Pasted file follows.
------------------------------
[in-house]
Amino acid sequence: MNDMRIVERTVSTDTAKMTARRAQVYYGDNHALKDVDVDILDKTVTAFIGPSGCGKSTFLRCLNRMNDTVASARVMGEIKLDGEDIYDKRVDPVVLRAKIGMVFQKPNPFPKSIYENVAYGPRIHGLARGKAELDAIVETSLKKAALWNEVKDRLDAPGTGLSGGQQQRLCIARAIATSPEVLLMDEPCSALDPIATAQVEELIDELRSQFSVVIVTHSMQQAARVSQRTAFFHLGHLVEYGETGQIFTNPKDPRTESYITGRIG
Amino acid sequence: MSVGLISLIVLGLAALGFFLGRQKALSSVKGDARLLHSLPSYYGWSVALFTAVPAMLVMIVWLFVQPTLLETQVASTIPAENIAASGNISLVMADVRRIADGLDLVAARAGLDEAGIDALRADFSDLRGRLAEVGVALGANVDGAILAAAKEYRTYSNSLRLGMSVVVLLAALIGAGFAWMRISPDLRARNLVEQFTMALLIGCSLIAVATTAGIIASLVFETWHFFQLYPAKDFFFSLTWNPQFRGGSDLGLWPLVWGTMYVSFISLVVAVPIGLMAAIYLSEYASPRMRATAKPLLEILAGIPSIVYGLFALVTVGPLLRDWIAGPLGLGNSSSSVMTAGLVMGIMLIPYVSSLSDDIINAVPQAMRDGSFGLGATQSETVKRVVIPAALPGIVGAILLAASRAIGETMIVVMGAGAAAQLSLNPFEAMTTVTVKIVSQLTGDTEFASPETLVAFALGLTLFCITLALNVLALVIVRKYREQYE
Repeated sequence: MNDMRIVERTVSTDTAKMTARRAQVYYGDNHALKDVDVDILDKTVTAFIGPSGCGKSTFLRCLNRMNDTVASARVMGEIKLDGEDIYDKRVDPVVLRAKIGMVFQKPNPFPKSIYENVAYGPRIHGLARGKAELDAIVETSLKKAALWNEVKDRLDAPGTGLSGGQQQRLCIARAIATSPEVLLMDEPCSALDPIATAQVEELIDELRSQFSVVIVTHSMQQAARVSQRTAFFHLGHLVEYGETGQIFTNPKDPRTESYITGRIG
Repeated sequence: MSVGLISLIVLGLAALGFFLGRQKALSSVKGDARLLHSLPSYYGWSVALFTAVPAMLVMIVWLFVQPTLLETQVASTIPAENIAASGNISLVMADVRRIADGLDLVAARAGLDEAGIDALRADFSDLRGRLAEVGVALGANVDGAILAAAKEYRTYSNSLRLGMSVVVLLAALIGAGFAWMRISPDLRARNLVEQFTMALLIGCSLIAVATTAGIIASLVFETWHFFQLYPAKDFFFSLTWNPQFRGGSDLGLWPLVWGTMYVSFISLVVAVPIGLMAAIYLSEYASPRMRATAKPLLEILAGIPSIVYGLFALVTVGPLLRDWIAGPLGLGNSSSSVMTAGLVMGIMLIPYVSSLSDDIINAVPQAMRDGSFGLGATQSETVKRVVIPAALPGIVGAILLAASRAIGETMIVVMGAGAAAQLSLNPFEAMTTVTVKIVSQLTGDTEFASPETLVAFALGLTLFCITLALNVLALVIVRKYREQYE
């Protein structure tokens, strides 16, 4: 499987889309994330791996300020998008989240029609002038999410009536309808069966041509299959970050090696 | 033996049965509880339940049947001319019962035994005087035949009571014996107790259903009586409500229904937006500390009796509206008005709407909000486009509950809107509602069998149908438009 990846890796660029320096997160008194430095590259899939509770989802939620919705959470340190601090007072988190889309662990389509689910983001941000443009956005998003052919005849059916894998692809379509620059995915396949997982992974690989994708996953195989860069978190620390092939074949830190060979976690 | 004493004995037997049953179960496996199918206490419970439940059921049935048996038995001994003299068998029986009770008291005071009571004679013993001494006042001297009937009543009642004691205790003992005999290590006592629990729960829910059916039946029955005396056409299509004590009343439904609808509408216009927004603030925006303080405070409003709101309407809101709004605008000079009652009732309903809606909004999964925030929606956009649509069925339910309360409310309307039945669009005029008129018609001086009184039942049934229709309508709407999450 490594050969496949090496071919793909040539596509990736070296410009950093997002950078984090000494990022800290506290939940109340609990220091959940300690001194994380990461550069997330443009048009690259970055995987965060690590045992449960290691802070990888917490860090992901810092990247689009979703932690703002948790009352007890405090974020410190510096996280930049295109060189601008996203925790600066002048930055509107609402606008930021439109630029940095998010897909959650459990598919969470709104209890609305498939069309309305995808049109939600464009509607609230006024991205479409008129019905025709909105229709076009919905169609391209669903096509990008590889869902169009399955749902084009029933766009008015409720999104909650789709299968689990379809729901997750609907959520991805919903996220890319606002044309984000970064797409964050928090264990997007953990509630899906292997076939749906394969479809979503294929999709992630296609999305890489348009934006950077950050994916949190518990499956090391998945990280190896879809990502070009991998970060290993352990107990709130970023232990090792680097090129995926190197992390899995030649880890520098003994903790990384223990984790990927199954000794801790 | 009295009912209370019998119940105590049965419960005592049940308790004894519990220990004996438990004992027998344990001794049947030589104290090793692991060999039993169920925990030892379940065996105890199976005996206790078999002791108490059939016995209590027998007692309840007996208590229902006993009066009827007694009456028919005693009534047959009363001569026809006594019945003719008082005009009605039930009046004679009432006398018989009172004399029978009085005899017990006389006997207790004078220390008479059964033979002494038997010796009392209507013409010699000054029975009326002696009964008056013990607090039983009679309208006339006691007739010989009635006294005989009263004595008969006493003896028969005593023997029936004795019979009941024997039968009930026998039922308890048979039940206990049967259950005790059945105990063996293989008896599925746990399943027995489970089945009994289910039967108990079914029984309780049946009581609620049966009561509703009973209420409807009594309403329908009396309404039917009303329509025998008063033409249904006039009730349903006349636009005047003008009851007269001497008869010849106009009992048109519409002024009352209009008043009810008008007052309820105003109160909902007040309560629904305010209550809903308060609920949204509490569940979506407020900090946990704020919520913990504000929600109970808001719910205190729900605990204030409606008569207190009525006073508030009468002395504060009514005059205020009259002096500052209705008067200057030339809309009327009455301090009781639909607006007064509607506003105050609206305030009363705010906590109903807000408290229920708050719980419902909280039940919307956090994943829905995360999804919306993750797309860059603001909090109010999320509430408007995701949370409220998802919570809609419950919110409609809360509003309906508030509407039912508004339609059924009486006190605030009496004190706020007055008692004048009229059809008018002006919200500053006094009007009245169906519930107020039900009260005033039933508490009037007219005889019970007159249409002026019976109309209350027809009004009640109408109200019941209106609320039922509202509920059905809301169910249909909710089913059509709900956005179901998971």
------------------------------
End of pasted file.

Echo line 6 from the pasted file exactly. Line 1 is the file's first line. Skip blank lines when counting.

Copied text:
């Protein structure tokens, strides 16, 4: 499987889309994330791996300020998008989240029609002038999410009536309808069966041509299959970050090696 | 033996049965509880339940049947001319019962035994005087035949009571014996107790259903009586409500229904937006500390009796509206008005709407909000486009509950809107509602069998149908438009 990846890796660029320096997160008194430095590259899939509770989802939620919705959470340190601090007072988190889309662990389509689910983001941000443009956005998003052919005849059916894998692809379509620059995915396949997982992974690989994708996953195989860069978190620390092939074949830190060979976690 | 004493004995037997049953179960496996199918206490419970439940059921049935048996038995001994003299068998029986009770008291005071009571004679013993001494006042001297009937009543009642004691205790003992005999290590006592629990729960829910059916039946029955005396056409299509004590009343439904609808509408216009927004603030925006303080405070409003709101309407809101709004605008000079009652009732309903809606909004999964925030929606956009649509069925339910309360409310309307039945669009005029008129018609001086009184039942049934229709309508709407999450 490594050969496949090496071919793909040539596509990736070296410009950093997002950078984090000494990022800290506290939940109340609990220091959940300690001194994380990461550069997330443009048009690259970055995987965060690590045992449960290691802070990888917490860090992901810092990247689009979703932690703002948790009352007890405090974020410190510096996280930049295109060189601008996203925790600066002048930055509107609402606008930021439109630029940095998010897909959650459990598919969470709104209890609305498939069309309305995808049109939600464009509607609230006024991205479409008129019905025709909105229709076009919905169609391209669903096509990008590889869902169009399955749902084009029933766009008015409720999104909650789709299968689990379809729901997750609907959520991805919903996220890319606002044309984000970064797409964050928090264990997007953990509630899906292997076939749906394969479809979503294929999709992630296609999305890489348009934006950077950050994916949190518990499956090391998945990280190896879809990502070009991998970060290993352990107990709130970023232990090792680097090129995926190197992390899995030649880890520098003994903790990384223990984790990927199954000794801790 | 009295009912209370019998119940105590049965419960005592049940308790004894519990220990004996438990004992027998344990001794049947030589104290090793692991060999039993169920925990030892379940065996105890199976005996206790078999002791108490059939016995209590027998007692309840007996208590229902006993009066009827007694009456028919005693009534047959009363001569026809006594019945003719008082005009009605039930009046004679009432006398018989009172004399029978009085005899017990006389006997207790004078220390008479059964033979002494038997010796009392209507013409010699000054029975009326002696009964008056013990607090039983009679309208006339006691007739010989009635006294005989009263004595008969006493003896028969005593023997029936004795019979009941024997039968009930026998039922308890048979039940206990049967259950005790059945105990063996293989008896599925746990399943027995489970089945009994289910039967108990079914029984309780049946009581609620049966009561509703009973209420409807009594309403329908009396309404039917009303329509025998008063033409249904006039009730349903006349636009005047003008009851007269001497008869010849106009009992048109519409002024009352209009008043009810008008007052309820105003109160909902007040309560629904305010209550809903308060609920949204509490569940979506407020900090946990704020919520913990504000929600109970808001719910205190729900605990204030409606008569207190009525006073508030009468002395504060009514005059205020009259002096500052209705008067200057030339809309009327009455301090009781639909607006007064509607506003105050609206305030009363705010906590109903807000408290229920708050719980419902909280039940919307956090994943829905995360999804919306993750797309860059603001909090109010999320509430408007995701949370409220998802919570809609419950919110409609809360509003309906508030509407039912508004339609059924009486006190605030009496004190706020007055008692004048009229059809008018002006919200500053006094009007009245169906519930107020039900009260005033039933508490009037007219005889019970007159249409002026019976109309209350027809009004009640109408109200019941209106609320039922509202509920059905809301169910249909909710089913059509709900956005179901998971």